A livery driver from Quincy parked his minivan in a quiet location near the Seaport District and raped a young woman who had entered his car thinking it was a taxi last weekend, prosecutors said Wednesday.
Hashi K. Said, 40, pleaded not guilty to rape, assault, and robbery charges in South Boston Municipal Court. Judge Michael Bolden ordered him held on $35,000 bail.
The woman, who is in her 20s, told authorities she was trying to hail a cab on Northern Avenue late Saturday when a white minivan pulled over, according to a police report. She got in, thinking it was a cab. The driver, whom the woman later identified as Said in a police photo array, allegedly took her to an unidentified location nearby and entered the back seat.
The man fondled the woman over her clothes, according to a police report. When he tried to take off her dress, the woman told officers, she hit him. After that, she said, she blacked out, prosecutor William Champlin said in court Wednesday.
According to the police report, the driver dropped the woman off on State Street downtown. She realized her iPhone, credit card, debit card, and about $40 were missing.
A $427 charge appeared on the debit card from a livery service. The credit card was used for a $33.96 purchase at a Walgreen’s on Gallivan Boulevard and a $52 purchase at a gas station in Quincy, police said.
Champlin said authorities spotted Said’s image on surveillance footage from Walgreens. When the woman was later shown a photo array, according to the report, she wrote under Said’s picture: “I recognize this man from Saturday. I think he may have been my cab driver.”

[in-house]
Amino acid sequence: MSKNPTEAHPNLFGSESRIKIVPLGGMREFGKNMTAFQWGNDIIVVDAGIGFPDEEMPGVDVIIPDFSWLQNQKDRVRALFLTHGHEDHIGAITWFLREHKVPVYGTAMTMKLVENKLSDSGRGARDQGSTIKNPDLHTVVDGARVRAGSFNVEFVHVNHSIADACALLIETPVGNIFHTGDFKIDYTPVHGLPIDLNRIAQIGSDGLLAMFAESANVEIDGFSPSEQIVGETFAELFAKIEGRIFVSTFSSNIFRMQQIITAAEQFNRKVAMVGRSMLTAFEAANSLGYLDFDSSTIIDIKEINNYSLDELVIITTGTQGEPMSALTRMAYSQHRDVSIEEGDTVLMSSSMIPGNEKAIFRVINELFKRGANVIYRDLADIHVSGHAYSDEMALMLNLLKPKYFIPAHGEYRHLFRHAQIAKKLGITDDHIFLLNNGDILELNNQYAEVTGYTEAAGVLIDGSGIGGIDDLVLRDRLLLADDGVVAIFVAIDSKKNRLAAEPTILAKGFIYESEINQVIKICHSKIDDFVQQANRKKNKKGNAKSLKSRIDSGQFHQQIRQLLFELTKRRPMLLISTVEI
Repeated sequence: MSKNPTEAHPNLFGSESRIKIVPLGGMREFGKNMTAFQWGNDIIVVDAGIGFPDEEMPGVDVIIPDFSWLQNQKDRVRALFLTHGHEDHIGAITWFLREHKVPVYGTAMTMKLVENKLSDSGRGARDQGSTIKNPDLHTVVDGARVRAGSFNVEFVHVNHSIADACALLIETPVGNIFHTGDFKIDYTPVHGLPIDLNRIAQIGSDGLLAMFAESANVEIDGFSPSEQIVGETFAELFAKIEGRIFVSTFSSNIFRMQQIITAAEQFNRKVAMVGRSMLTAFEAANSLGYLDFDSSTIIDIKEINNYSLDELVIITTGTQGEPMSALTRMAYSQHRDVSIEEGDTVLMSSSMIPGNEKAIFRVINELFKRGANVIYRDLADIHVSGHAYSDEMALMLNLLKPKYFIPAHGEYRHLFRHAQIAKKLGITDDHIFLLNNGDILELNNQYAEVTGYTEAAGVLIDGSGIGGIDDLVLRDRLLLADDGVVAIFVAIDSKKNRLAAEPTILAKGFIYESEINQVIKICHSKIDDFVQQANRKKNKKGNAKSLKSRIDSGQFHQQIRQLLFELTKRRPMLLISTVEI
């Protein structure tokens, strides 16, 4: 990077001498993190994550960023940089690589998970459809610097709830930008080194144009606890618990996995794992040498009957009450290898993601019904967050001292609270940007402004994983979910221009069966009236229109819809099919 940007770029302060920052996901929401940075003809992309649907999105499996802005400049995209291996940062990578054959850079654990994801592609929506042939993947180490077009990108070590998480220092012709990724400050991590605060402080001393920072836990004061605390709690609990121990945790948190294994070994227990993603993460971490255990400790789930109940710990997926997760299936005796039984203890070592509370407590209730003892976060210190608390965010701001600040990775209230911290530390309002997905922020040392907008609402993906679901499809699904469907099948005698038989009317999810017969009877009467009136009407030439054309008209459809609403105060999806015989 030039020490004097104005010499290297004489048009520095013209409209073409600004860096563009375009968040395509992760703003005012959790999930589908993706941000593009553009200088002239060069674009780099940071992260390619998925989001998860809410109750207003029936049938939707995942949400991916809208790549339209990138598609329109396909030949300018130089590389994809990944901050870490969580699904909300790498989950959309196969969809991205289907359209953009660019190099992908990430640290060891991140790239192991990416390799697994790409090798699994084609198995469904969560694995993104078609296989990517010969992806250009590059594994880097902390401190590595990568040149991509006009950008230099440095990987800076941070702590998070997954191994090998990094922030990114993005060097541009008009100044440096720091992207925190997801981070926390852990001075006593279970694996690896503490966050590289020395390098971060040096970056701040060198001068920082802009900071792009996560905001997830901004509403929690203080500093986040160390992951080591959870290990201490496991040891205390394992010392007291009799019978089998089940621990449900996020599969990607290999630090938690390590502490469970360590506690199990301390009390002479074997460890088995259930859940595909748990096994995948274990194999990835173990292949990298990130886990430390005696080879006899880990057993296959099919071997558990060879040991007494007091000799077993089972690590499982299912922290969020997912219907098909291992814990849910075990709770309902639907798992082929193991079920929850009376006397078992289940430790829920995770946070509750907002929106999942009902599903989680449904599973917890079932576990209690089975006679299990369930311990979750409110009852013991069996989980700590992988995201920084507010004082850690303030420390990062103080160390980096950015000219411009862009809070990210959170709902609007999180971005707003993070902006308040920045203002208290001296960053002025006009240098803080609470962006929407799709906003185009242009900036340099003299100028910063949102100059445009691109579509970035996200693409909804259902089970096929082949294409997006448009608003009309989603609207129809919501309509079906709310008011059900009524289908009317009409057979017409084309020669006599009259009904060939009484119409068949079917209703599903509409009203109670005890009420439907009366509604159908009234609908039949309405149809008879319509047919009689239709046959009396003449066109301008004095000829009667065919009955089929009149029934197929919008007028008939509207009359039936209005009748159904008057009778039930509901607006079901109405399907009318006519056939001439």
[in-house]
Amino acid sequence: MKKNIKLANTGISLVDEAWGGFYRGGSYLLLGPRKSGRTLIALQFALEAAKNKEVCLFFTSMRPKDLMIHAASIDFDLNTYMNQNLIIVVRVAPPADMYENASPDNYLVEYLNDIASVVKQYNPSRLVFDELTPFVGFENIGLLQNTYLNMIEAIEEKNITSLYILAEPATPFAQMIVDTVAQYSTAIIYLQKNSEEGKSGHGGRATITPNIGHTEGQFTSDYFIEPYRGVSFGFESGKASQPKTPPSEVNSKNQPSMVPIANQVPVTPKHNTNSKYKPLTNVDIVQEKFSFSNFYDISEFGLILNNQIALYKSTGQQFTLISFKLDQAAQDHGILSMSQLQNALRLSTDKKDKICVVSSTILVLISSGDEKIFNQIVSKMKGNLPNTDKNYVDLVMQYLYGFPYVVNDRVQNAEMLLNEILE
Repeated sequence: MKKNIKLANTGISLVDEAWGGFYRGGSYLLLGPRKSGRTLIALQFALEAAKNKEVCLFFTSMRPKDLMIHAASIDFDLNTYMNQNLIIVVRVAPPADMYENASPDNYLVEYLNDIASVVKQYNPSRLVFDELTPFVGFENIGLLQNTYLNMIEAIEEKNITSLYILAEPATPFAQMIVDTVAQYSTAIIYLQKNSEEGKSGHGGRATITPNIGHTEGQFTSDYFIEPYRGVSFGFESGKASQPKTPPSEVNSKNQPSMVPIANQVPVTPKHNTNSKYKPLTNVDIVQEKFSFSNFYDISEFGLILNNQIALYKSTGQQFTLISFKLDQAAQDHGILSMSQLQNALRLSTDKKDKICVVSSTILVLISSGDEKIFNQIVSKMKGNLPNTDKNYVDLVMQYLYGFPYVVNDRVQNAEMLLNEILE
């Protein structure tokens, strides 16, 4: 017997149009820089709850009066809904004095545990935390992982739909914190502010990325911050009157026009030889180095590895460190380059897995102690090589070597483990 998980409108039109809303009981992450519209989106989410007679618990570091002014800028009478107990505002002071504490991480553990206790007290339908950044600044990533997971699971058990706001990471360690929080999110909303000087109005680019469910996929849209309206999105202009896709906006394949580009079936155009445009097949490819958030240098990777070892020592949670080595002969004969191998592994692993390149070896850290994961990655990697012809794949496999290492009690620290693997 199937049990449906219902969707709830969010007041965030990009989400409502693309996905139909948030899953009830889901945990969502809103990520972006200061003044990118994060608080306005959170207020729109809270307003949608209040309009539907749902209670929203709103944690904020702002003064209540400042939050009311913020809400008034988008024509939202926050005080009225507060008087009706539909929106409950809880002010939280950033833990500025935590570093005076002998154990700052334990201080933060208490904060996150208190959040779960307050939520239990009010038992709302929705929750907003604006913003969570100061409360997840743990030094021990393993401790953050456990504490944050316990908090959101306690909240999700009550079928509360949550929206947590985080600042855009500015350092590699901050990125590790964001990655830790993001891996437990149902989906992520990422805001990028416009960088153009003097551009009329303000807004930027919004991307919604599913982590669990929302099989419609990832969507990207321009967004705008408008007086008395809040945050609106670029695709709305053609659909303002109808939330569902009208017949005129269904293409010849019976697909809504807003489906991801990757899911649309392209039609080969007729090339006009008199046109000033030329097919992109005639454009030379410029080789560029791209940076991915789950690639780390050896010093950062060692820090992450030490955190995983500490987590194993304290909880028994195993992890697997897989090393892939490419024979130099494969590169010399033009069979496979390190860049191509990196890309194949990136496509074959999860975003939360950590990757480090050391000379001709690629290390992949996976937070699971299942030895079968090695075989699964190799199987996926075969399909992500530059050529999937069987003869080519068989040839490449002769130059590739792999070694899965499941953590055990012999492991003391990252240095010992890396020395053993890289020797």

Boston police arrested Said Tuesday. His lawyer, Allan Levin, declined to comment Wednesday beyond saying that his client denies the allegations.
Levin argued for $5,000 bail for Said, who is a self-employed livery driver with an airport shuttle service, he said.
The attorney said Said, who also goes by the name Said Said, according to prosecutors, used to be a licensed cab driver in Boston. Levin said Said moved to the United States from Somalia in 1992, became a US citizen in 1999, and has a wife who is pregnant with the couple’s fifth child.
Saturday night’s assault mirrors one that occurred in August and began in the Seaport District. In that case, a woman said she was picked up near Northern Avenue by an unregistered taxi, taken to Newton, and raped. The case is still open, police said.
After that assault, there were calls for increased enforcement and regulation of livery drivers, who are only allowed to pick people up who have called ahead for a car. Livery drivers do not go through background checks.
Said’s driving record is rife with speeding, lane violations, and failure to stop citations.
Donna Blythe-Shaw, representing the Boston Taxi Drivers Association, again called for increased regulation of liveries.
“They just don’t do weddings and big events,” she said.
David Procopio, a spokesman for the State Police, who have jurisdiction in the Seaport District, said the assault is not a problem with all livery services. Still, he said, troopers will increase enforcement in the area.
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